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Buying Properties At An Auction – Waste Of Time or Hidden Gems?

Auction PropertiesOn the whole, I say a big old waste of time.

But let’s be clear on what kind of auctions we are talking about.

1.  Trustee Sale Auctions (Foreclosure Auctions)

These are the auctions sold at the court house steps.  This is the third step (behind notice of default and notice of sale) of the foreclosure process in CA, where bidders can show up and purchase the lien position (specific rights) to the property.  From my experience, there is a lot of opportunity at these type of auctions.  But, with opportunity comes risks as well. These sales are cash only, and you take the property as-is, subject to any senior liens (property taxes, federal judgments, first TD loans), and there is no inspection period.

Getting a good deal on these type of sales take a time, energy, and knowledge, but it is done all the time by investors with cash.

2.  Bank Owned Auctions (Post Foreclosure Auctions)

These are the auctions you may see advertised on TV, newspapers, & magazines that advertise a mass auction at a large venue like a convention center.  Check out Auction.com run by REDC to see what I mean.

What’s important to understand about these type of auctions is that these homes are already bank owned homes that have not sold. They’ve gone through the trustee sale auction process above and no one bought them there, so they reverted back to the bank.  Additionally, they have been on the market 1-6 months as bank owned and still have not sold.  There must be something wrong with these, right?

Typically, they have not sold because they are overpriced. So, the banks put these properties in the bulk auctions process to try and get them moved.

Buyers may be lured into this “auction” mentality in the hopes that they can buy something for .50c on the dollar.  And that is just not true.

At these type of auctions, the banks put a reserve price on the properties.  If this price is not reached, the property will not sell.  For example, on a $300,000 property listing, they may put a low opening bid of $5000.00 to draw attention to it, but they have not intention of selling it for anything less than $280,000 range.  That is the reality.  If you think you are going to get it for $100,000 or so, don’t waste your time.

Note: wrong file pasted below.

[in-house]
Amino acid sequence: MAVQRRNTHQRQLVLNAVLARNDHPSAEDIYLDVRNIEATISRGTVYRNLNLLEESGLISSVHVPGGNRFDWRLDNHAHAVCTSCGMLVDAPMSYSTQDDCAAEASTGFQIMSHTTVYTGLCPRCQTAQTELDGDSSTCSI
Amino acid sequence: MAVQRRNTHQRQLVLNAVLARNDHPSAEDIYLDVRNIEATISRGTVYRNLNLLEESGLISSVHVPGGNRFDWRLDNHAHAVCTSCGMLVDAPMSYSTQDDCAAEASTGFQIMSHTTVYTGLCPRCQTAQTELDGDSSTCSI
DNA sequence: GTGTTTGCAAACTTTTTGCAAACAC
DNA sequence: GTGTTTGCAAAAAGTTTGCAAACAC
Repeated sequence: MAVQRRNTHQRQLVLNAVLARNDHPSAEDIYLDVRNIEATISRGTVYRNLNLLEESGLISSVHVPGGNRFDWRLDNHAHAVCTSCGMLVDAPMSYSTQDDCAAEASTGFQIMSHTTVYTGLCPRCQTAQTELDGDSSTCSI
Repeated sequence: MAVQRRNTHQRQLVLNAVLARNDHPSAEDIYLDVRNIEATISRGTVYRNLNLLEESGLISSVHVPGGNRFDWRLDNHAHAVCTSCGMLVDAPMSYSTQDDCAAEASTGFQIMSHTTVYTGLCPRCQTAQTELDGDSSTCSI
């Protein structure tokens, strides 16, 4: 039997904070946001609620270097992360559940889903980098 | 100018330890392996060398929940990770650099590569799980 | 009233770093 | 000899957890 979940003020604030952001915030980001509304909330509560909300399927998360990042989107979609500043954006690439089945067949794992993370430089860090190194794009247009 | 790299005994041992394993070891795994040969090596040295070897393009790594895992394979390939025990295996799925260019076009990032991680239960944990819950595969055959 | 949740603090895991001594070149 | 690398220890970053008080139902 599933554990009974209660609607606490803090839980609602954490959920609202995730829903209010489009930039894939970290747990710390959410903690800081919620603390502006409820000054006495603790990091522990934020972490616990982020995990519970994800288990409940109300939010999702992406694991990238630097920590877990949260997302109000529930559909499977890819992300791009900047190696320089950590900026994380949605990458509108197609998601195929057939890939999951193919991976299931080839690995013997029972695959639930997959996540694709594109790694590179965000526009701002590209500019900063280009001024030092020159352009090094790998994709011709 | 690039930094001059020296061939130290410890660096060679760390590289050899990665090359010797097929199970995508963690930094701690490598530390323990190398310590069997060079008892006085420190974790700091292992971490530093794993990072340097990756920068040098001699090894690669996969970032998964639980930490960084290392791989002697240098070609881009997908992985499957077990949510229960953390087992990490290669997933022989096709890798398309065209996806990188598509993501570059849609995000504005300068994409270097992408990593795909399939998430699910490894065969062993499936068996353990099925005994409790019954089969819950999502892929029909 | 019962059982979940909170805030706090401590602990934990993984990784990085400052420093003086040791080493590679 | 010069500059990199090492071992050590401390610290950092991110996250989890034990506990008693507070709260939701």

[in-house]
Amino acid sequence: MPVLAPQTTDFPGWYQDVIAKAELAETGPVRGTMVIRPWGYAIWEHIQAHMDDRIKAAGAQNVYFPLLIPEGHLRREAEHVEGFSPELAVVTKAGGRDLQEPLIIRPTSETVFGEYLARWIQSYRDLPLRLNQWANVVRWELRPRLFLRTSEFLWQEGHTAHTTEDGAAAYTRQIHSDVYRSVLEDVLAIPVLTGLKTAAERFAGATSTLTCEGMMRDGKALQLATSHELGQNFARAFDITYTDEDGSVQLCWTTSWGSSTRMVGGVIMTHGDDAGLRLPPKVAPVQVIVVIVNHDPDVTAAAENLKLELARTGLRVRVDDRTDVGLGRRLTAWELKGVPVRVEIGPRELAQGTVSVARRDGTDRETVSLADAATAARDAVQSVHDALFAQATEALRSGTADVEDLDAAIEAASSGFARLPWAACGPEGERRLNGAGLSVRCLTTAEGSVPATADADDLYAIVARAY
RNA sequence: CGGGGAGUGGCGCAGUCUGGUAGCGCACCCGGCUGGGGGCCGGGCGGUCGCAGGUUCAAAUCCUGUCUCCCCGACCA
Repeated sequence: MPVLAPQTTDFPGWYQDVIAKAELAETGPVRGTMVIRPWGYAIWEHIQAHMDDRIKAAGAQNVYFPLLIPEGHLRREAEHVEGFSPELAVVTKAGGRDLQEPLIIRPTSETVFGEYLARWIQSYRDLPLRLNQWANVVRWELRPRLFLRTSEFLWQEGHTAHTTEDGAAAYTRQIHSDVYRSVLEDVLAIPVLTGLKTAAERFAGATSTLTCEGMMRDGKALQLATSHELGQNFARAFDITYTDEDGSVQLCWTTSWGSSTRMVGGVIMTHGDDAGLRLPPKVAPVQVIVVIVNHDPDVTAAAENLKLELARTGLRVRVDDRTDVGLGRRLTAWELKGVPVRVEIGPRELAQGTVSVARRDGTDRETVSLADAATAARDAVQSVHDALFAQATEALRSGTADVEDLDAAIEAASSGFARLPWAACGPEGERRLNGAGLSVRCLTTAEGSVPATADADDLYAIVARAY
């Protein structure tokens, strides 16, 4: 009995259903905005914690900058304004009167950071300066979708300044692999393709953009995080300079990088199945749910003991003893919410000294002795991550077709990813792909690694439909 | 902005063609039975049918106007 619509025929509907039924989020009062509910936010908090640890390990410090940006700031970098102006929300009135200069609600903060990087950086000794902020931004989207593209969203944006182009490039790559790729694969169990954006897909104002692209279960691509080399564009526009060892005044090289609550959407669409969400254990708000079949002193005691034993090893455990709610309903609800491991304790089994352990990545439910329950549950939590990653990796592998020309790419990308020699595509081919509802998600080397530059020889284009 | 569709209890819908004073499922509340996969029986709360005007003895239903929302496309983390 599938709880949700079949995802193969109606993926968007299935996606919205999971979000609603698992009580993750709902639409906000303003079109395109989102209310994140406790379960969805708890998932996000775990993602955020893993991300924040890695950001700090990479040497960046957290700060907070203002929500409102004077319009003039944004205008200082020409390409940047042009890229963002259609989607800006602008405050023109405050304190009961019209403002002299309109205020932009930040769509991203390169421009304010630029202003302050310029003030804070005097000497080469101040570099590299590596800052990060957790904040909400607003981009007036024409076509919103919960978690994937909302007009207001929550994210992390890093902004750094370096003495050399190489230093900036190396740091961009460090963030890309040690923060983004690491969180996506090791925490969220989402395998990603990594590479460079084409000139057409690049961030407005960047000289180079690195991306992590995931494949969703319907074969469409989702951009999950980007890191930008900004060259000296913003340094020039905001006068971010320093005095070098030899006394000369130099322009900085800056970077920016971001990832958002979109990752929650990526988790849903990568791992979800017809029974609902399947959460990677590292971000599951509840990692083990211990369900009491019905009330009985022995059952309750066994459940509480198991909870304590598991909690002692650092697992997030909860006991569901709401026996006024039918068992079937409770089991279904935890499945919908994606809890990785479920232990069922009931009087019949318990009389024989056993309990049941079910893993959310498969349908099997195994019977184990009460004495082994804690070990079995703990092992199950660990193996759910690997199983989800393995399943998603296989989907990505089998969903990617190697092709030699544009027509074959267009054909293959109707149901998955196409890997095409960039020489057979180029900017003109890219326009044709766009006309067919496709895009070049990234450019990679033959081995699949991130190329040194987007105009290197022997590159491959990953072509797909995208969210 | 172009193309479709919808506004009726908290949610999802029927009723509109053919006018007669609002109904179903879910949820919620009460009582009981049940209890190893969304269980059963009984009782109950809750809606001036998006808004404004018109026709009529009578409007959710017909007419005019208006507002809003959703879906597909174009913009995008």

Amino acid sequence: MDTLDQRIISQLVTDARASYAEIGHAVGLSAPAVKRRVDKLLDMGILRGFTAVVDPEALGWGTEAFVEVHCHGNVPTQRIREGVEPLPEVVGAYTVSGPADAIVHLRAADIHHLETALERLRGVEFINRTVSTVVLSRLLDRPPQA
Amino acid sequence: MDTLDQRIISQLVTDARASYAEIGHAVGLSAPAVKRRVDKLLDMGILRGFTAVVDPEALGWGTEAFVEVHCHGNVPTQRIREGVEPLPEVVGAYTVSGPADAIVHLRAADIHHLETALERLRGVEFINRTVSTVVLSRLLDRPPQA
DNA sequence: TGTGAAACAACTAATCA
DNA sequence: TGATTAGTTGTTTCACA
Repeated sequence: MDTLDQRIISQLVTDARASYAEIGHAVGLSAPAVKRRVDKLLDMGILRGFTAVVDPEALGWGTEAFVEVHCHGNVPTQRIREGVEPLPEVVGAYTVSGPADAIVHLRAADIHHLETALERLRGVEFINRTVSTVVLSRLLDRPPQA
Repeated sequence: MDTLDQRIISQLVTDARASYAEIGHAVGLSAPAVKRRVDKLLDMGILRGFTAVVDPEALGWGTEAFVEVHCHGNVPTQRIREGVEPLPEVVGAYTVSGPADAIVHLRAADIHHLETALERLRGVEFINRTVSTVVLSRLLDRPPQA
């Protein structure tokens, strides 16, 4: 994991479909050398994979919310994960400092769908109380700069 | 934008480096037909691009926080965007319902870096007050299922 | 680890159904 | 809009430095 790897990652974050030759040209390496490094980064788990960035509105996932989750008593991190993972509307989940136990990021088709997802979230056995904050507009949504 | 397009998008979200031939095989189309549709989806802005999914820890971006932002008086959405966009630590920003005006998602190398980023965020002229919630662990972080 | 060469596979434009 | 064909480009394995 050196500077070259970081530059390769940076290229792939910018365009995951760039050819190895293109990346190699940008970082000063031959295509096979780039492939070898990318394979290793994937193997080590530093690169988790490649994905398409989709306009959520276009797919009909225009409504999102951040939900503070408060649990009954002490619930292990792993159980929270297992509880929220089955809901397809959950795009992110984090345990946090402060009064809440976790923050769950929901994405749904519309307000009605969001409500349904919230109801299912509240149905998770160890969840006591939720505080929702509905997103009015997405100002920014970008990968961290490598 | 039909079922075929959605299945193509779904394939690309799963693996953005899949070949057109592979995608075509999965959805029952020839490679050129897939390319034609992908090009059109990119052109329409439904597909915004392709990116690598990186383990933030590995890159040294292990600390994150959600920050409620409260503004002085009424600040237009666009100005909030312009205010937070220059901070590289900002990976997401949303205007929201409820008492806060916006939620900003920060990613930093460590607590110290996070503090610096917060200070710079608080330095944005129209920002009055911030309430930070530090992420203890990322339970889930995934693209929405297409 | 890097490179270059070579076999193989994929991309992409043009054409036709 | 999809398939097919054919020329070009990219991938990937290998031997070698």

I personally have 4 listings that are coming up in a auction like this.  2 of them have had good offers (within 10-15%) on them over the past 2-3 months that the bank did not take.  So, if the bank did not take those offers, why are they going to a huge hit on the price at the auction?  Don’t be tricked.

Can you buy a decent property at these auctions?  Yes.  Are you going to be getting are great deal or steal?  For the reasons given above, I’d say no.

3.  Private Party Auctions

Similar to the bank owned auctions listed at #2, these are companies that try to sell individual homes for traditional sellers.  And like above, they set a ridiculously low opening bid price to draw people in with no intention of accepting a price near that range.

The important thing to find out these last two type of auctions is whether there is a reserve or not.  If there is a reserve, I would not waste my time on them.

If you are truly looking to find a steal, you need to focus on trustee sales in my opinion.


  1. Certain markets are seeing large numbers of investors hitting trustee sale auctions for late november through the new year. In reality, the only real place to gamble is the trustee sales. Bank owned properties are the homes and other real estate that didn’t get picked up by a cash investor. Tells you something right?

    Always be weary of private party auctions… rarely are ever actually that. If there are lending operations present, run!

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